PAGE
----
Jumalhamara - Resignaatio
Ahdistuksen Aihio Productions
Experimental Black Metal
6 songs (40'45")
Release year: 2010
Ahdistuksen Aihio Productions
Reviewed by Alex

I was having a serious case of writer’s fear trying to compose a review for Finnish Jumalhamara. I am usually not the one to be at a loss for words, but this mysterious black/noise entity, where bandmembers play instruments randomly, can certainly give you pause.

For one – I do not recommend tuning in to Resignaatio when you are feeling tired. The aural concoction of this “adult oriented black metal” will simply skip you by. Even when feeling relaxed, this album is not the one where you can plug in randomly, start at any given spot and pick it up right away. I found myself needing 3 to 5 min on average to get on the right wavelength, to channel the opening cacophony and rawness of Ecstasy in Blood - A Ballad, before realizing the mastery of Jumalhamara note bending which eventually sucks you in, just like that child’s toy when you throw in a coin and see it slowly disappear into the vortex circling around the cylinder. So the best advice I could give you for Ecstasy in Blood - A Ballad and the closer Of Enlightenment and Righteousness pt. II is to go with the flow, position yourself “parallel” to the music and let those bent notes linger in your head. Even with this advice, Of Enlightenment and Righteousness pt. II is bound to test the limits of your aural pain and comprehension, it being the most cacophonous track on the album with blacksmith hammers serving for percussion. And don’t believe in A Ballad tag for Ecstasy in Blood for a second. You surely wouldn’t, when “adult black metal” (I love the notion) is involved. The track will take you through a number of torturous slowdowns and psychotic accelerations additionally using some cavernous synthesizers. Balladic, however, it is not.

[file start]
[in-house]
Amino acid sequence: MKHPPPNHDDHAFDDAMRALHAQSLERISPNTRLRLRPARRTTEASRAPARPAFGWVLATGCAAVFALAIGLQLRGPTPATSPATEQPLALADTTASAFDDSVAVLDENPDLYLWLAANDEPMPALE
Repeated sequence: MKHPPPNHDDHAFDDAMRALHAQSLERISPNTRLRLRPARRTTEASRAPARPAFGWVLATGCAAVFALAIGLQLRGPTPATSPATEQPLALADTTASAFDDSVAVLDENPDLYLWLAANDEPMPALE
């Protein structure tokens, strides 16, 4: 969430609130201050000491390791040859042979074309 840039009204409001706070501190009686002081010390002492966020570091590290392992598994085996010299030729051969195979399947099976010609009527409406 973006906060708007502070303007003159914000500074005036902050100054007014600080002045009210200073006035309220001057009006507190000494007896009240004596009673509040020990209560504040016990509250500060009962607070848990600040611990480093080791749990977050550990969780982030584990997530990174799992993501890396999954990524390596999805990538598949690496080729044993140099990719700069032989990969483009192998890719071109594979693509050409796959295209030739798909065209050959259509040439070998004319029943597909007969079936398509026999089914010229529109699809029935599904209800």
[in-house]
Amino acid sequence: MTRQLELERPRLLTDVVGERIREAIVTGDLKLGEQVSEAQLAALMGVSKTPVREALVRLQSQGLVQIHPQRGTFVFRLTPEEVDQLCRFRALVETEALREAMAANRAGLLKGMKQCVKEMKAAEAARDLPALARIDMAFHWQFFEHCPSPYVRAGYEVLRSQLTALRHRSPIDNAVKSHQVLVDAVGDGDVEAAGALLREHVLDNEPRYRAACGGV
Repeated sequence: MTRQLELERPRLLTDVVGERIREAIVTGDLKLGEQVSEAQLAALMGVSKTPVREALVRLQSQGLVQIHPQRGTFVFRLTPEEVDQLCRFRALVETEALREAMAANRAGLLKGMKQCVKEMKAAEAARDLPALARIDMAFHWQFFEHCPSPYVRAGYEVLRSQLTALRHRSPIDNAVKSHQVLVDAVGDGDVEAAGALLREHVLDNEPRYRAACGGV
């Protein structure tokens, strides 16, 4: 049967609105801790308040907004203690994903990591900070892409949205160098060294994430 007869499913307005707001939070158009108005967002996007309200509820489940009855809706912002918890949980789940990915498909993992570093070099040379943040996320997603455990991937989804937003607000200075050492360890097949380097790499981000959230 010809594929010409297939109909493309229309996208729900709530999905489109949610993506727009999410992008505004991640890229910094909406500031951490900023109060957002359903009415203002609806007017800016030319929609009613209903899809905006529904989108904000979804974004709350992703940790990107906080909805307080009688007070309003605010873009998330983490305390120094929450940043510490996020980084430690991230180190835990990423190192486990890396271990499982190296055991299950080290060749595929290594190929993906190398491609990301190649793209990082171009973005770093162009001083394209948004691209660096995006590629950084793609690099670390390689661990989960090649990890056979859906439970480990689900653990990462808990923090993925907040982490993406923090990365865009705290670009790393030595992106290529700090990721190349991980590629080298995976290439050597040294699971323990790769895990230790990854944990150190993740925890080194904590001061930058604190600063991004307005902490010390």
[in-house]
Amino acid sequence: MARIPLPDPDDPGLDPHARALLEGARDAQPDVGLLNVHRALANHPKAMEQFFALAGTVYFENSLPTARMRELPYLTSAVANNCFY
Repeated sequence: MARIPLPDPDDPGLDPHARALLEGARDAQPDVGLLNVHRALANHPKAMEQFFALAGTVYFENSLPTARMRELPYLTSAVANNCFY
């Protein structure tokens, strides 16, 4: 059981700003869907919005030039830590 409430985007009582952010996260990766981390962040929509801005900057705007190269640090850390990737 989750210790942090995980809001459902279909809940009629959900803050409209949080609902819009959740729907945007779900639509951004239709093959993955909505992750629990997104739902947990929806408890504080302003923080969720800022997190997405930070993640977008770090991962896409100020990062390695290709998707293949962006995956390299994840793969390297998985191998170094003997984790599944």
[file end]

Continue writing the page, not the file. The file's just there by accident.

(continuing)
The mid-portion of the album is a bit easier to get into and characterize as the compositions tend to use more traditional sounds, with song structures themselves be nothing but traditional. Haul is set to an angry stoned strum of what could be called extreme Babylon Whores. Storm in Coming, 596 and the title track itself, are significantly more reserved. Storm in Coming begins with a staticy funeral doom, 596 is sad and elegiac, seeking dissonance, but not allowed to travel there, until it painfully bubbles over into the title track. Resignaatio then proceeds to use the same quiet depressing melodies squeezing them into a simmering cauldron.

And if I forgot, there are also voices on this album, provided probably by the members in random as well. On Storm in Coming, these are the cleaner moans of monks buried somewhere in the catacombs of hidden unknown heretofore monastery. 596 is a single vocal line, withdrawn and cold. This same voice grows entirely desperate on Resignaatio, and in spots provides a constant non-stop lament. Atop of the reserved floating melodies this voice makes for a strange effect of the spirit trying to break free from the trap it will surely never come out from. This one ought to put you in a resigned mood indeed.

Fringy black metal with a fair amount of noise and experimentation, Jumalhamara is elitist and needs its very selective audience to get in the right, trance-like, mood. If you can describe this slab any differently than I did, drop me a line. This one will challenge, no question, and the very Dali-like cover art is a precursor of things to come.

Killing Songs :
Haul, 596, Resignaatio
Alex quoted 75 / 100
Other albums by Jumalhamara that we have reviewed:
Jumalhamara - La Strada reviewed by Alex and quoted 40 / 100
Jumalhamara - The Black Coming reviewed by Alex and quoted 70 / 100
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